In cases where no property is involved, but the case is based on some kind of claim, where David is facing Goliath, in spite of the evidence it may very well be that it is Goliath who is going to prevail, or depending on which way the interest of power struc-ture lies. Lawyers who dare to tip the balance of power, or speak out on wrongdoing, may be ostracized and are even punished by suspension or disbarment. A function of the lawyer is to keep the client under control. A person who goes to court without an attorney called a "pro se" litigant, is disfavored by the judges and such litigants are often treated unfairly. The United States Court of Appeal for the The Ninth Circuit's Prepared an Interim Report titled "Task Force on Self-Represented Litigants", which shows a deferential treatment of the self represented. A formidable response has been prepared by the organization A Matter of Justice, "Comments on the Ninth Circuit pro se Task Force Report" setting forth the problems faced the pro se litigant. However, it is noteworthy that this maybe the case even if the litigant is represented by counsel. To read the report and comments click here. Since intimidation is obviously one of the tools of the legal system, it is essential not to be intimated and to know what your legal rights are. Also in many cases alternative dispute resolution by mediation or arbitration may be more desirable in the least it saves time and the exorbitant legal fees. A recent approach is the Collaborative Practice which is different from mediation. A a neutral, third party helps the disputing parties settle their case. In collaborative practice, the spouses and their attorneys make these decisions in four way discussions click here.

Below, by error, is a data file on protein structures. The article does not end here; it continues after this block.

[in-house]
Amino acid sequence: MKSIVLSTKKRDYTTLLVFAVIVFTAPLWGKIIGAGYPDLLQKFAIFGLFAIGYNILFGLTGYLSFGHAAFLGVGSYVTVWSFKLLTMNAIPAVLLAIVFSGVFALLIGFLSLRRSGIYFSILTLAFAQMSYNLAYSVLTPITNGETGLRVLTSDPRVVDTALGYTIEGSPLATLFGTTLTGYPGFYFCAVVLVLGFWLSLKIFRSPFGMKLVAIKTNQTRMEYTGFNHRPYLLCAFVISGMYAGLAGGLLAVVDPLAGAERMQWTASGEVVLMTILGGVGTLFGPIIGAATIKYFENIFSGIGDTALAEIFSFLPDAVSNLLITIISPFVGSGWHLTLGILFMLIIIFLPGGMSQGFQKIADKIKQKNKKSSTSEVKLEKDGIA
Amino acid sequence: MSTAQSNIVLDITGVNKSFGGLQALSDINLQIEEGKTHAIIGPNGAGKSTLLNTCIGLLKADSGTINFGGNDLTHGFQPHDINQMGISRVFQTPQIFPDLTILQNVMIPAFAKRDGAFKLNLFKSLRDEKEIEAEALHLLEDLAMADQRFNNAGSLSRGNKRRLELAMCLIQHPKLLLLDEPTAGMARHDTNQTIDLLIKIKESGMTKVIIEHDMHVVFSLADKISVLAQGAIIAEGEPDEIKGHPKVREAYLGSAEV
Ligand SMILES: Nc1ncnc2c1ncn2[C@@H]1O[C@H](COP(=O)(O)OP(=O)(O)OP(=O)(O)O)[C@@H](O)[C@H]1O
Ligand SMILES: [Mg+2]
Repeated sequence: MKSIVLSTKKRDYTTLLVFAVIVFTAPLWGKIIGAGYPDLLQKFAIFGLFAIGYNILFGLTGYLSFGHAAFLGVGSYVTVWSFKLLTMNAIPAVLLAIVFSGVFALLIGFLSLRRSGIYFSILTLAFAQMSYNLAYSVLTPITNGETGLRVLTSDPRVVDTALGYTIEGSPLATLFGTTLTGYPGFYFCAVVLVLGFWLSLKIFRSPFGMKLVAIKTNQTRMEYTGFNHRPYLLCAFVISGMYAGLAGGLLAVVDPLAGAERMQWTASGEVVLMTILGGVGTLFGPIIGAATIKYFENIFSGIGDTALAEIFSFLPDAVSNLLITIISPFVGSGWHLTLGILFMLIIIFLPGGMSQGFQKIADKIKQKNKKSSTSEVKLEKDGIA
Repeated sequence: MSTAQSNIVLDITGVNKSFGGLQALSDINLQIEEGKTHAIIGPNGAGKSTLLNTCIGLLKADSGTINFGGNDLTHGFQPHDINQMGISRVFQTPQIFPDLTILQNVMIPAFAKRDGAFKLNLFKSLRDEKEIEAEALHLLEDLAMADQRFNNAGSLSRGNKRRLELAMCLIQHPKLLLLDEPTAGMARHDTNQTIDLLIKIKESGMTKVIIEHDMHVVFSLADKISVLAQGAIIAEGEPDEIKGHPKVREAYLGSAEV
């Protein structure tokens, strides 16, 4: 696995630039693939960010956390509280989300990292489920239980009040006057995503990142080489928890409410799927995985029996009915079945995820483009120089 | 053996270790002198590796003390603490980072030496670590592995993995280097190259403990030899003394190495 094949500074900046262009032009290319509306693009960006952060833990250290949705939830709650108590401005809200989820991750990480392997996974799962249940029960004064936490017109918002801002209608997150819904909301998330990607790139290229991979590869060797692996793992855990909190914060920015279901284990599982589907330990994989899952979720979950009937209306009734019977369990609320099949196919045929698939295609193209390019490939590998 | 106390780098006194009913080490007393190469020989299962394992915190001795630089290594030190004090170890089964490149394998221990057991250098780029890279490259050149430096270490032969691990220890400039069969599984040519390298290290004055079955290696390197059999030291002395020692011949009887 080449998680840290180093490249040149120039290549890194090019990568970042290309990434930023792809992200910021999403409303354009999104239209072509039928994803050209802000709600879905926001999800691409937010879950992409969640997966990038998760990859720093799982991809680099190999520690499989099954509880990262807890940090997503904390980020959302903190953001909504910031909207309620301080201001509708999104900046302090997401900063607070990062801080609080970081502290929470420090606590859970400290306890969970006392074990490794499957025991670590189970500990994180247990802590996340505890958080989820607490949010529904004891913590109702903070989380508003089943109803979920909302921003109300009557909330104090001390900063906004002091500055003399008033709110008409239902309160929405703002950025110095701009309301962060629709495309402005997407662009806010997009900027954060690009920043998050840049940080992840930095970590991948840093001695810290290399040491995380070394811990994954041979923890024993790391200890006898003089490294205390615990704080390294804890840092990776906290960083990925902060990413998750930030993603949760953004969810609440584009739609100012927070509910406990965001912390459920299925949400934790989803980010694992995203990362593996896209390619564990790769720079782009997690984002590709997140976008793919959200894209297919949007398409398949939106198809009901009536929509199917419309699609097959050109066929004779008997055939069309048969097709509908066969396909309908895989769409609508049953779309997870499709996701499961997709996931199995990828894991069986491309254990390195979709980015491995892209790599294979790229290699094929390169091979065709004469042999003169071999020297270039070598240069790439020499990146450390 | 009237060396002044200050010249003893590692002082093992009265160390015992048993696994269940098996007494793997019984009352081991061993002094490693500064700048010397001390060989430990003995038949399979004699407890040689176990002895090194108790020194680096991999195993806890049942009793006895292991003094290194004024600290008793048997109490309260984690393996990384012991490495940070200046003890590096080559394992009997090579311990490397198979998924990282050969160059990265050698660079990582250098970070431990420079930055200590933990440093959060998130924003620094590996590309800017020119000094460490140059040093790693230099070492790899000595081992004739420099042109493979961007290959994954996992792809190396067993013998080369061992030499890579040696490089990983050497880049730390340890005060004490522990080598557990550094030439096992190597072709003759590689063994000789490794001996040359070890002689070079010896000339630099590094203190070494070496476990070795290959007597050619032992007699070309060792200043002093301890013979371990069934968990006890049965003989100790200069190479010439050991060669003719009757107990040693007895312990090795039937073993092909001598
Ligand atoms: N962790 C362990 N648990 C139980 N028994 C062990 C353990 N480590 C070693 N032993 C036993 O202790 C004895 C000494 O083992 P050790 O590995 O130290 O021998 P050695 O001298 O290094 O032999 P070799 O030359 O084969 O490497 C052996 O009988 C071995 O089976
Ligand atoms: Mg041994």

Some people maybe lucky to have avoided involvement in litigation, but upon their death it may very likely catch up with all that they possessed and worked for in their lifetime. The personal representatives of decedent’s estate and their lawyers are guaranteed their fees by statute and they receive additional fees if there is litigation. They become the unnamed true heirs of the decedent, because their fees as "administrative expenses" come first. However, that involvement may come sooner in the lifetime of the individual such as upon becoming incapacitated in an accident or because of advancing years a guardianship maybe set up. If there are no liquid assets then the property of the ward and even the ward’s home may be liquidated, to provide funds. Both in probate and guardianship cases the assets of the decedent and ward come under control of the court. The presiding judge awards the fees to the personal representatives, to the guardians, their lawyers, accountants and so forth from the estate of the decedent or incapacitated person. So, that the fees are usually not negotiable not even by the immediate family.